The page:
Even Thief, a game that AMD has been using to help promote Mantle, sees a sizeable performance gain in SLI with a pair of GTX 780 Ti cards at 1920x1080 on the Very High preset. A scaling rate of 31% is close to the performance gains we have seen with AMD's Mantle API on its Radeon graphics cards, but NVIDIA was able to do this inside the existing DX11 API.

Our third set of SLI results moves back to the Core i7-3960X platform but replaces the GeForce GTX 780 Ti cards with GeForce GTX 770 models.

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These cards retail for close to $330, compared to the $699 of the flagship offerings, which should give us a better look at configurations that more of our readers likely have in their PCs. 

This time the biggest scaling is seen with Sleeping Dogs, an older DX11 title that still impresses visually. Improvements over 22% at 1920x1080 and 14% at 2560x1440 are definitely worthwhile performance advantages for a single driver release and indicate there is some magic under the hood of 337.50. Batman: Arkham Origins scales by about 3.5% at both 1080p and 25x14, not nearly as big of an improvement but it is something. 

On the next page we'll take a look at a couple of single GPU configurations and compare 337.50 and 335.23 driver results.

April 16, 2014 | 02:40 PM - Posted by Humanitarian

"Well, as it turns out, NVIDIA was incorrect"

Well, it's nice that got officially cleared up, that was a pretty shoddy move by them.

April 16, 2014 | 03:06 PM - Posted by nashathedog (not verified)

I haven't seen much to shout about myself, I'm on a 780 and a 4770k @ 1080p and I've tested quite a few games and a lot like Arkham origins and Thief are scoring no different in there benchmarks than before, There's a few games with around 2 extra frames on the averages like Sleeping dogs and Last Light but that's it for me.

Here's my Thief benchmark scores

Old driver: 46.3/ 59.5/ 62.2.
New driver: 49/ 59/ 63.4

April 17, 2014 | 02:41 PM - Posted by Daniel Masterson (not verified)

Well from what I have read you don't get big advantages on 1080p, its when you move to 1440 and up is where you start to see the gains.

April 16, 2014 | 03:16 PM - Posted by JohnGR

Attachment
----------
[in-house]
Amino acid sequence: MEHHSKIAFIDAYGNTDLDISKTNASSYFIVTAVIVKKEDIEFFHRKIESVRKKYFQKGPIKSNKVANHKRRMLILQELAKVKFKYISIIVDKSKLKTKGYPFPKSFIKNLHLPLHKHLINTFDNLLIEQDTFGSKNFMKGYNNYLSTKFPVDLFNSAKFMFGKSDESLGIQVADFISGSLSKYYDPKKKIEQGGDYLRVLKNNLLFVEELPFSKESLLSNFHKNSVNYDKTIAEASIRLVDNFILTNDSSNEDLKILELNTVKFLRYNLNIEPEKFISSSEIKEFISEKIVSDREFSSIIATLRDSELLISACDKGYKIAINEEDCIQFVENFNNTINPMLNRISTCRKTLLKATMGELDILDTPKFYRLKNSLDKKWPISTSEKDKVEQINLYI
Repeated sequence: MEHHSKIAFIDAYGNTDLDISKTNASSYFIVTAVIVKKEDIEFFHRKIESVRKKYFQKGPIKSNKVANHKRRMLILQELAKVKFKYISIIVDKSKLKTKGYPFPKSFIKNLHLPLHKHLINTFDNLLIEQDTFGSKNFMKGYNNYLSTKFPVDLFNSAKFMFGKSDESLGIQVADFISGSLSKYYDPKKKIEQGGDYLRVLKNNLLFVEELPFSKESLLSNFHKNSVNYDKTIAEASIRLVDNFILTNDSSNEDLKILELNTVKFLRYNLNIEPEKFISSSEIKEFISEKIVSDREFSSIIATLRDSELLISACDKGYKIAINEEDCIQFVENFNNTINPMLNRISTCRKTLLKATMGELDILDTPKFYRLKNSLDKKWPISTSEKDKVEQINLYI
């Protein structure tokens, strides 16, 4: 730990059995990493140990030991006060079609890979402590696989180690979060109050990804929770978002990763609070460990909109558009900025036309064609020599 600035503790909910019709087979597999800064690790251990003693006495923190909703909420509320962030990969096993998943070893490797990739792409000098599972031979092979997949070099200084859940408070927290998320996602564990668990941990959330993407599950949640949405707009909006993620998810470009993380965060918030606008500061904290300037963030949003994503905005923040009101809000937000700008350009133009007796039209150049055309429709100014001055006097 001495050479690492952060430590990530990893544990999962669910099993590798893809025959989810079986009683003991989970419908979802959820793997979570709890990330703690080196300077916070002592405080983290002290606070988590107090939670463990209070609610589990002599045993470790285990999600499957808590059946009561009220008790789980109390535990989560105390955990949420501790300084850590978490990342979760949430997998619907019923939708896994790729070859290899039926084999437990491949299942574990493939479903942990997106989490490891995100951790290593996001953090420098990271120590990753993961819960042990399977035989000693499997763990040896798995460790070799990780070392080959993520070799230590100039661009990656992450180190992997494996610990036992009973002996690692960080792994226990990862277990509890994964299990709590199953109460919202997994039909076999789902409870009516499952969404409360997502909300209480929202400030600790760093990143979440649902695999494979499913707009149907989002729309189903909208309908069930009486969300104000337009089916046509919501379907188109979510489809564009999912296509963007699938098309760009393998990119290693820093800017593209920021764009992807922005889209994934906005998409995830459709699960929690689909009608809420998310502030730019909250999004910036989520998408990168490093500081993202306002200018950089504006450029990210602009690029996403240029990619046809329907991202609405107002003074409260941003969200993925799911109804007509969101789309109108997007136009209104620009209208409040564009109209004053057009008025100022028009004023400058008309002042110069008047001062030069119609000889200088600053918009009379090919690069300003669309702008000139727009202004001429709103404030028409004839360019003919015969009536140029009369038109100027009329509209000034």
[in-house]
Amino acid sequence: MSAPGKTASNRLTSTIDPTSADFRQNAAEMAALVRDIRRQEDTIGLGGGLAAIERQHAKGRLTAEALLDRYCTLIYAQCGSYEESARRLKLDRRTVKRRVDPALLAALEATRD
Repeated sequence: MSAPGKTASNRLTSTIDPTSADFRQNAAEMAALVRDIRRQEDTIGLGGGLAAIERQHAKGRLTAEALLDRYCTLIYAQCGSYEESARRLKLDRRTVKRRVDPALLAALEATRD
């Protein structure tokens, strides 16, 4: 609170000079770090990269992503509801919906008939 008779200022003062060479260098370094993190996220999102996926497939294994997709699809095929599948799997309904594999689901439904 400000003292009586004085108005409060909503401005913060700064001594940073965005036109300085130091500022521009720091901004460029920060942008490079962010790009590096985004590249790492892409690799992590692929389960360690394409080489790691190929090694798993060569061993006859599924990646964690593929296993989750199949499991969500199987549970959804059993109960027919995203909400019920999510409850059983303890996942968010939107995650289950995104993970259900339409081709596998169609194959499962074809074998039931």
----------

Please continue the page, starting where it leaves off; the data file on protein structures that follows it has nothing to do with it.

What Nvidia wanted was an anti-Mantle driver buzz. They succeeded. Any mention of Mantle here and comparison of this driver with Mantle is a victory for Nvidia's marketing department. No matter the conclusion.

April 16, 2014 | 03:20 PM - Posted by Jeremy Hellstrom

Sorry, I forget which of the tested games support Mantle?

Wouldn't this be more a moral victory for AMD as NVIDIA's knee jerk reaction more or less ended up lodging their own foot in their mouth?

April 17, 2014 | 02:19 AM - Posted by JohnGR

You missed the paragraph about Thief in the article. The fact that Mantle is mentioned a dozen times and Nvidia's slide in the second page.

Anyway I didn't really had problem with this article. The prior article was another story and I had made a few comments there. In this article I was just talking about Nvidia's marketing. That marketing was aiming it's loyal customers and who ever is fighting for Nvidia on the message boards to have something to say against the Mantle buzz. In those people's minds, no one's foot ended in any mouth. For them Mantle was obliterated with just DX11 optimizations. Someone quoted me yesterday in the prior article saying to me how fanatic and with sh!t in my mouth I am, because I couldn't see that these optimizations where in ALL DX11 games. The marketing campaign was aiming people like the one that quoted me there.

PS Didn't liked the "The 7850K is better than i3 in gaming" mini videos either. I am living in a fantasy world where ALL articles are objective.

April 16, 2014 | 03:26 PM - Posted by Anonymous (not verified)

http://nvidia.custhelp.com/app/answers/detail/a_id/3491

The GeForce R337.61 Hotfix Display Driver is available for download. This driver is being released by NVIDIA as a hotfix driver to resolve the following issues:

• Half display or no display on Dell UltraSharp UP3214Q/UP2414Q LCD monitor - [1453685]
• Code 43 error message after installing driver 337.50 on a PC with Hyper-V enabled - [1495541]

April 16, 2014 | 04:17 PM - Posted by Anonymous (not verified)

Thanks for info on Dell UltraSharp UP2414Q. Think I'll wait till drivers come out of beta.

April 16, 2014 | 05:42 PM - Posted by Ryan Shrout

Thanks for the heads up!

April 16, 2014 | 04:08 PM - Posted by Edkiefer (not verified)

The problem with this kind of optimization , standard BM generally are very GPU limited , not much going on on CPU side .

BF4 in singleplayer not much, but with MP should show gains but problem for testing is repeatability .

Ryan, did you notice any added frame variance with 337 . In your last review of the 290x2 there was a game that looked bad , worse than older tests, this was SLI .

April 16, 2014 | 05:42 PM - Posted by Ryan Shrout

Nothing substantial yet but we have a lot more testing to do on that.

April 16, 2014 | 04:10 PM - Posted by N3n0 (not verified)

Looks like the performance gains from any other driver release.

Not buying it Nvidia.

April 16, 2014 | 04:33 PM - Posted by Anonymous (not verified)

still with 3960X cpu, and lower end gpu, now it's definitly on purpose, trying to push gpu to be the bottleneck to avoid showing cpu overhead, hoped ryan would take some of the old comments ppl made into consideration, it's pointless.